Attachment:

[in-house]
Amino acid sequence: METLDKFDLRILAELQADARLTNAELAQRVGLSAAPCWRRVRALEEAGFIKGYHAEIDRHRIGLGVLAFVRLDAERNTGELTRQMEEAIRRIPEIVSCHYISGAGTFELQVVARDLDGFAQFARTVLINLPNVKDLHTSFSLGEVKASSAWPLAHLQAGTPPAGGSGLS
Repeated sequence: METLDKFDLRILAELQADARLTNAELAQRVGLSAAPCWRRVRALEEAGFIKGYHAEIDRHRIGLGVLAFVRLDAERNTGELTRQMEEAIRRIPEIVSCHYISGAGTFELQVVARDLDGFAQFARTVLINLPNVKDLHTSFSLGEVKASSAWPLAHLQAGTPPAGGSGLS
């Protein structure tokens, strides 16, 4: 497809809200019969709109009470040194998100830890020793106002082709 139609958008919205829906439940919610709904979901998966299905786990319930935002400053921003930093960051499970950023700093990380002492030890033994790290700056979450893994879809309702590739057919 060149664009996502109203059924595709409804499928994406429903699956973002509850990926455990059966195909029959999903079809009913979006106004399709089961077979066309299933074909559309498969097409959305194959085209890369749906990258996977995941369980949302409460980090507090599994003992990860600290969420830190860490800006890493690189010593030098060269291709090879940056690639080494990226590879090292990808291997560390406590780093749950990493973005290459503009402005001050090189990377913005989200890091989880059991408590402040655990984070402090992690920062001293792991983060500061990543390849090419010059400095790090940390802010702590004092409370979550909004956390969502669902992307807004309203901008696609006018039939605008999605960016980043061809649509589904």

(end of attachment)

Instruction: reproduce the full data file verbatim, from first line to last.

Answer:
[in-house]
Amino acid sequence: METLDKFDLRILAELQADARLTNAELAQRVGLSAAPCWRRVRALEEAGFIKGYHAEIDRHRIGLGVLAFVRLDAERNTGELTRQMEEAIRRIPEIVSCHYISGAGTFELQVVARDLDGFAQFARTVLINLPNVKDLHTSFSLGEVKASSAWPLAHLQAGTPPAGGSGLS
Repeated sequence: METLDKFDLRILAELQADARLTNAELAQRVGLSAAPCWRRVRALEEAGFIKGYHAEIDRHRIGLGVLAFVRLDAERNTGELTRQMEEAIRRIPEIVSCHYISGAGTFELQVVARDLDGFAQFARTVLINLPNVKDLHTSFSLGEVKASSAWPLAHLQAGTPPAGGSGLS
């Protein structure tokens, strides 16, 4: 497809809200019969709109009470040194998100830890020793106002082709 139609958008919205829906439940919610709904979901998966299905786990319930935002400053921003930093960051499970950023700093990380002492030890033994790290700056979450893994879809309702590739057919 060149664009996502109203059924595709409804499928994406429903699956973002509850990926455990059966195909029959999903079809009913979006106004399709089961077979066309299933074909559309498969097409959305194959085209890369749906990258996977995941369980949302409460980090507090599994003992990860600290969420830190860490800006890493690189010593030098060269291709090879940056690639080494990226590879090292990808291997560390406590780093749950990493973005290459503009402005001050090189990377913005989200890091989880059991408590402040655990984070402090992690920062001293792991983060500061990543390849090419010059400095790090940390802010702590004092409370979550909004956390969502669902992307807004309203901008696609006018039939605008999605960016980043061809649509589904």